The Internet of Things (IoT) may still be more hype than reality with a certain amount of inbuilt scepticism surrounding it, but this is going to change, and companies need to be ready. Germany’s main telco, tech and manufacturing companies have already formed the Internet of Things Alliance (iota) ahead of the upcoming IoT onslaught. The aim is to make sure that when devices do start speaking to each other, they’ll be speaking German. However, even with all this planning there’s a large stumbling block lurking on the horizon, which is a lack of a proper infrastructure to manage the vast diversified data, traffic, storage and processing demands associated with the IoT behemoth.
As IoT expands, with everything from thermostats to cars increasingly being plugged into the internet, so does the need for a solid infrastructure and requisite compute power to underpin it. Thus, leading to a revolution within data centres throughout the land.
Hot beds for innovation
The fact that IoT controllers are getting ever smaller and affordable makes it relatively easy to enable IoT connectivity on all kinds of devices. However, it’s not just fridges and table lamps that are moving online, IoT is being used on a mass scale too, empowering a wide variety of innovations.
For example, scientists are helping forward thinking wine growers in the Napa Valley to alter their long held irrigation techniques through the use of smart sensors embedded within the vines. From simply wirelessly transmitting readings from the sensors, they can analyze the findings to determine the plant’s level of hydration, turning laggard vineyards into top performers that use far less water at a time when California is facing a widely reported catastrophic drought.
Healthcare has been one sector swift to embrace the benefits that the IoT can bring. One such solution is Philips’ medication dispensing service. Designed for elderly people who often forget to take their medication, the device alerts a patient when it’s time to take their pills. When a patient pushes the button, pre-filled cups with medication are dispensed. The device is synced to the user’s phone line, so messages are tracked if the person misses a dose, if it’s time to refill the medication, or if the power goes out, preventing the device from working.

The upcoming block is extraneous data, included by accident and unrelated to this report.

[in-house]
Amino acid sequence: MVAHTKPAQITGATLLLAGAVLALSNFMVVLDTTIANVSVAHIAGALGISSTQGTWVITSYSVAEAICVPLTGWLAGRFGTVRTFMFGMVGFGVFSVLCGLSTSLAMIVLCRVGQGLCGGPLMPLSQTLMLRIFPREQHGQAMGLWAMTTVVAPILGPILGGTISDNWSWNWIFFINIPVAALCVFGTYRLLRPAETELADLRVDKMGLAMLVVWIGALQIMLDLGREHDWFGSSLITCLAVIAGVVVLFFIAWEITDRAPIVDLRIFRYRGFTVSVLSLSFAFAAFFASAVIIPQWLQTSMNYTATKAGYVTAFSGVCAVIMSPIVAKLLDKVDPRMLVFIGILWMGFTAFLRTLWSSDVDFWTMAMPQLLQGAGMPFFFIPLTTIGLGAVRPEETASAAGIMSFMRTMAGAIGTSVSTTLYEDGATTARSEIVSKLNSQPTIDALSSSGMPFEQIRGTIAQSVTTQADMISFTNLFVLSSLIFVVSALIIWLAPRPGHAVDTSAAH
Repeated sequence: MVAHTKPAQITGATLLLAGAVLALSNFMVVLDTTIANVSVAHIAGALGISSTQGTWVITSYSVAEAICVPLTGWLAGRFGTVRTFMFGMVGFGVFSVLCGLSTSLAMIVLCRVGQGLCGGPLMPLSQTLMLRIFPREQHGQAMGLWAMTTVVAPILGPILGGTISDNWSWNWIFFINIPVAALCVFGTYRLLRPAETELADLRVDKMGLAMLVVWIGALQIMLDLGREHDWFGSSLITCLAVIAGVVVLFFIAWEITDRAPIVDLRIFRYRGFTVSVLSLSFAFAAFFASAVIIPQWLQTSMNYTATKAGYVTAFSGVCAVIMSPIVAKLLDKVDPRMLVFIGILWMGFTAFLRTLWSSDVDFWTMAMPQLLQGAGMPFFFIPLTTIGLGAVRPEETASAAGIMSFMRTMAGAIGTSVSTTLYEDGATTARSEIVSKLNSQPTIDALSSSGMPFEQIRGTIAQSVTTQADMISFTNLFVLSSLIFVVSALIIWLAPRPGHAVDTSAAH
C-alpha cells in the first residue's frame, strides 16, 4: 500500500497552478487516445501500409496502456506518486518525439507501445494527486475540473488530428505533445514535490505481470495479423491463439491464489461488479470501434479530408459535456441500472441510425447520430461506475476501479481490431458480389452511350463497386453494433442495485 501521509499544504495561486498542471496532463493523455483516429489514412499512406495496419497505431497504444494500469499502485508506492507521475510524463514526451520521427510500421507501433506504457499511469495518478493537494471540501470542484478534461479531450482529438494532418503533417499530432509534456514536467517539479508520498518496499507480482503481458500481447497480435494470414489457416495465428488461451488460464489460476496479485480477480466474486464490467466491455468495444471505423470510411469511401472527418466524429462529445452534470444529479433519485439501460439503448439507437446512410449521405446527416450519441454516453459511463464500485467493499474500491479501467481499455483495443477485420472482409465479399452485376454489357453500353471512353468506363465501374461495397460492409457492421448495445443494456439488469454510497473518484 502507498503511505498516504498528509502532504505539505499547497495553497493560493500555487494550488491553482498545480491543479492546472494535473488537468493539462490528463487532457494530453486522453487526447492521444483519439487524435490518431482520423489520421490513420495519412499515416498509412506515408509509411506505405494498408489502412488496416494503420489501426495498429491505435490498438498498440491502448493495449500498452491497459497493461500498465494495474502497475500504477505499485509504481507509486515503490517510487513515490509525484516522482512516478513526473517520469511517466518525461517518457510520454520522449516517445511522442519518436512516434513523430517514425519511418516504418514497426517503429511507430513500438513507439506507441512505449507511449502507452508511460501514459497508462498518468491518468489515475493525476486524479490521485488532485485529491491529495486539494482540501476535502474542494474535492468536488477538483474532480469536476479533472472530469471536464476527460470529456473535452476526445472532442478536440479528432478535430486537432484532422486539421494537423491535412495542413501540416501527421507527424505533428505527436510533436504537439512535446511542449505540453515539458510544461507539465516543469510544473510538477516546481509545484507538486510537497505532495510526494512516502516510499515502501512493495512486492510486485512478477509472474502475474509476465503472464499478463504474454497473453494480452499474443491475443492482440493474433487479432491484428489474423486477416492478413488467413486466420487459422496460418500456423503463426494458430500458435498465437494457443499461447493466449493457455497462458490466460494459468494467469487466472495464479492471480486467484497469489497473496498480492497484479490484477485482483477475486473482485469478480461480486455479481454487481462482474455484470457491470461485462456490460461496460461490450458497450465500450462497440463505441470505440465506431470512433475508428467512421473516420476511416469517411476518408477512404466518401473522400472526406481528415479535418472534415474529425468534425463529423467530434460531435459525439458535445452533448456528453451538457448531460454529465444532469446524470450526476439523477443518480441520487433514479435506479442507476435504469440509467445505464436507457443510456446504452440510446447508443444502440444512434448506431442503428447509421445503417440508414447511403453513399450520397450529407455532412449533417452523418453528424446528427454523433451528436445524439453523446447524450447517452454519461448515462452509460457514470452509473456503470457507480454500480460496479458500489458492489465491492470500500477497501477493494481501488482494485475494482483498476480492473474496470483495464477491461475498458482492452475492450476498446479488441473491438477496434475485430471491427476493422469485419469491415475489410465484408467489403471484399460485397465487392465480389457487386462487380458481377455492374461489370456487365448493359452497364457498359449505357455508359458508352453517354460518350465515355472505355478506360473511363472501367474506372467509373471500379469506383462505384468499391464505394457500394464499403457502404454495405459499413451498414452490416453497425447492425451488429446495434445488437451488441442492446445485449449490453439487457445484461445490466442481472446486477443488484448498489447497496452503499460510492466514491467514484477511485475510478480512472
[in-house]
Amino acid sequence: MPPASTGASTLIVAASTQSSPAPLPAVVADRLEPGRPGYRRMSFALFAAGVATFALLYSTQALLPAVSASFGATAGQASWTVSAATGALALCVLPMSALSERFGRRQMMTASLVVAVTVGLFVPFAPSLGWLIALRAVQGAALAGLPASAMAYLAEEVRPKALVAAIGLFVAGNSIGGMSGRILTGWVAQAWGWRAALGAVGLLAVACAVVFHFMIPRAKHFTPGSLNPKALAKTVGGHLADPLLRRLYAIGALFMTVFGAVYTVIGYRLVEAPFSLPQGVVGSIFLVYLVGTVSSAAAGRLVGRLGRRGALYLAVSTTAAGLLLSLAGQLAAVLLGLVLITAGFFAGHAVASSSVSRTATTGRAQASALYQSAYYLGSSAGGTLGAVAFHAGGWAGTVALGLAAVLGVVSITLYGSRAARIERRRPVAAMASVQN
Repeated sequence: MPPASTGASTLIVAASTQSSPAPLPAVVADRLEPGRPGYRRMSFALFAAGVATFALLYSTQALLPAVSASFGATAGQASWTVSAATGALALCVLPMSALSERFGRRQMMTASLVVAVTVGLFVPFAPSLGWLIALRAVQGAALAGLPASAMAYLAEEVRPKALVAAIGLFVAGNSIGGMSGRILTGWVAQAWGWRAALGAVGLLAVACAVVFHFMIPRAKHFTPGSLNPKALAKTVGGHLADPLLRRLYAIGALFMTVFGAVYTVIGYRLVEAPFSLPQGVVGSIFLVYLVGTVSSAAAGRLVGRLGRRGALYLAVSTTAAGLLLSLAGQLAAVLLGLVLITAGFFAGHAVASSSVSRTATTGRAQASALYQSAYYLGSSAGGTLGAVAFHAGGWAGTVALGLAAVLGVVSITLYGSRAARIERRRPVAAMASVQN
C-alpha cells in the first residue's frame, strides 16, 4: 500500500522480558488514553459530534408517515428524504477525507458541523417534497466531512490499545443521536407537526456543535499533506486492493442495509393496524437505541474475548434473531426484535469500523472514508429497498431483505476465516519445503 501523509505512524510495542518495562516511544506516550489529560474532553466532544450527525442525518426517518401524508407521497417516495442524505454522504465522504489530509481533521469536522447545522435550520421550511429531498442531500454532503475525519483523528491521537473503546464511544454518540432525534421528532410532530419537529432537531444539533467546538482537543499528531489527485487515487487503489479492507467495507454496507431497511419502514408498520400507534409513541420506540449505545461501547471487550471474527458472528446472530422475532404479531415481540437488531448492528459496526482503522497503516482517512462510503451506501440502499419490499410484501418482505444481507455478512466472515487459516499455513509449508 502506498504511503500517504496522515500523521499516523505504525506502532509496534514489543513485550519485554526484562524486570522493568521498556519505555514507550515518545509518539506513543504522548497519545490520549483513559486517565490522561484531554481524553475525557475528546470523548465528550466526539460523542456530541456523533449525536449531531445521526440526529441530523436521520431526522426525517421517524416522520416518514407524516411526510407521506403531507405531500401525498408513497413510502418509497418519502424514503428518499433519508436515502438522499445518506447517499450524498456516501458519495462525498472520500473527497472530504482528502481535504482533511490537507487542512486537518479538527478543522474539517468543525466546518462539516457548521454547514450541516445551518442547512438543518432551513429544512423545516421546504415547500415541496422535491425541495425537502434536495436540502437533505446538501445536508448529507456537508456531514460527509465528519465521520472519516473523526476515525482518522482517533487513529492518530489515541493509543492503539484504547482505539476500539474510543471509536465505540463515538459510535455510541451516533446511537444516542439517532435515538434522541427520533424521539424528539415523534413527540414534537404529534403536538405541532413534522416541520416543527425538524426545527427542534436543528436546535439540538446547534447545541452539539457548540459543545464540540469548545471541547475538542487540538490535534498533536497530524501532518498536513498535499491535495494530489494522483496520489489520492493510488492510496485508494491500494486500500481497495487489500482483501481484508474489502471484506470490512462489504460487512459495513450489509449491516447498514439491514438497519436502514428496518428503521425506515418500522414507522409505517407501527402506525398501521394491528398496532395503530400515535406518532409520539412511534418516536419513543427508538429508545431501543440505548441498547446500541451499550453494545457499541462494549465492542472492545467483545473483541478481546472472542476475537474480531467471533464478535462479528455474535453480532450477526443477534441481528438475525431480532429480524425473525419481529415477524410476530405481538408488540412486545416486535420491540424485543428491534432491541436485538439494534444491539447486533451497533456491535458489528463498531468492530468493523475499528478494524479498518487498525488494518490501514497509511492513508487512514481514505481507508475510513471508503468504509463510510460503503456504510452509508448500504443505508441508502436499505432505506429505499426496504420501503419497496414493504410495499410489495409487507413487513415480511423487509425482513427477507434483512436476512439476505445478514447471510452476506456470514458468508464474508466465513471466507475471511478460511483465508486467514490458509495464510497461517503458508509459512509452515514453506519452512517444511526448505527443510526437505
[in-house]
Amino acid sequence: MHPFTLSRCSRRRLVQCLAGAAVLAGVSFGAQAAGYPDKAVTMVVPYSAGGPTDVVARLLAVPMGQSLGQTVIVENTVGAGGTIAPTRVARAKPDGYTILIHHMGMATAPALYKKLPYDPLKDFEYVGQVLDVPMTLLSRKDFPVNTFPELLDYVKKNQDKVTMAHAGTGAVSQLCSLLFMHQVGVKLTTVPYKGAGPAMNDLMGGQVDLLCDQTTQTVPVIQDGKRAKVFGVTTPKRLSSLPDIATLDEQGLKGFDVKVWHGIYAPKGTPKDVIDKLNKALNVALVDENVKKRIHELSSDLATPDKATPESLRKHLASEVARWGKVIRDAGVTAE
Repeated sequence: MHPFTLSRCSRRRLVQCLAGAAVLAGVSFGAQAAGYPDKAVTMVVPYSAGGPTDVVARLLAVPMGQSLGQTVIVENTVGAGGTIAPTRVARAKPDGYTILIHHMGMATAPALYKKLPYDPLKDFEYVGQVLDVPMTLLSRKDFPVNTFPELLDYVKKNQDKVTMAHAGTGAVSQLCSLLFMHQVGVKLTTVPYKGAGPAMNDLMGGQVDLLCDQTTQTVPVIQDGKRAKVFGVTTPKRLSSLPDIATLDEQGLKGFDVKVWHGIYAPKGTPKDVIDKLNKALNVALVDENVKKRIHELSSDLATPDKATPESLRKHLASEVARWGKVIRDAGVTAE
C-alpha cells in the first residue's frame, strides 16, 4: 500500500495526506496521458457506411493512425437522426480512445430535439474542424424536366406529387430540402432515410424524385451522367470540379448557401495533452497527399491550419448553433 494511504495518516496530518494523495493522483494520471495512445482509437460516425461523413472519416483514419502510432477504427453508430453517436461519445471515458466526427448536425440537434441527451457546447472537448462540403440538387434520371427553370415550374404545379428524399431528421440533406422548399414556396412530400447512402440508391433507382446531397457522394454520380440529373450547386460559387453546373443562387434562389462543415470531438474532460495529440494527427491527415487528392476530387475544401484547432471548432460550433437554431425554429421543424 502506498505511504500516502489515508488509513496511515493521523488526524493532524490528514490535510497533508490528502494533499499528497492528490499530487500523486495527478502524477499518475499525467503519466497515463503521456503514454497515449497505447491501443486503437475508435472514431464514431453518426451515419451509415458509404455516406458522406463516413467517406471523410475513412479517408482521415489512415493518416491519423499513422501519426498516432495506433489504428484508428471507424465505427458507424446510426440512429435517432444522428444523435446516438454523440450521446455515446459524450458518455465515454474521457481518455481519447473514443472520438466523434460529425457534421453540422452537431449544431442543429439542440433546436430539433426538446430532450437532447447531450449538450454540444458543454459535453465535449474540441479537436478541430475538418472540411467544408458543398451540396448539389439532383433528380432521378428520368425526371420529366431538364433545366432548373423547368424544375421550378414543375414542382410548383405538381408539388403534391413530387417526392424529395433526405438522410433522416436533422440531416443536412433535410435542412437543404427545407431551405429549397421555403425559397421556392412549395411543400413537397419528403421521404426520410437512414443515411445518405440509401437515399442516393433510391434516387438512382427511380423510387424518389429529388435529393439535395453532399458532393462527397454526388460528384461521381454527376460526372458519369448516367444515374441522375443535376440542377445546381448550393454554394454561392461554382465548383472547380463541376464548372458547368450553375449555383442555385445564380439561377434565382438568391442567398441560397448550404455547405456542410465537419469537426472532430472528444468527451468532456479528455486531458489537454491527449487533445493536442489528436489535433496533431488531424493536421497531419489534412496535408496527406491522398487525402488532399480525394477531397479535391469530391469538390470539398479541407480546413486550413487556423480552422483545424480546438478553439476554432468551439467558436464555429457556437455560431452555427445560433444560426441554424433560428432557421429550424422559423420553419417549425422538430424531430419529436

Gartner forecasts that the number of IoT devices will grow to circa 25 billion units by 2020. By comparison, the total number of computers, tablets, and smartphones in 2020 is only expected to be 7.3 billion units. BI Intelligence expects this year to be the tipping point where the number of IoT devices surpasses the number of computers, tablets and smart phones combined for the first time. By the end of the decade, IoT devices will produce 40,000 Exabytes (40 trillion Gigabytes) of data that needs to be stored and interpreted into meaningful intelligence.
Signal to noise ratio
The adoption rate of IoT will very much depend on how easily businesses can circumvent the stringent German Bundesdatenschutzgesetz (BDSG) to unlock and use the information gathered from it, with the key component, whether from consumer or business focused devices, being the application, not the sensor itself.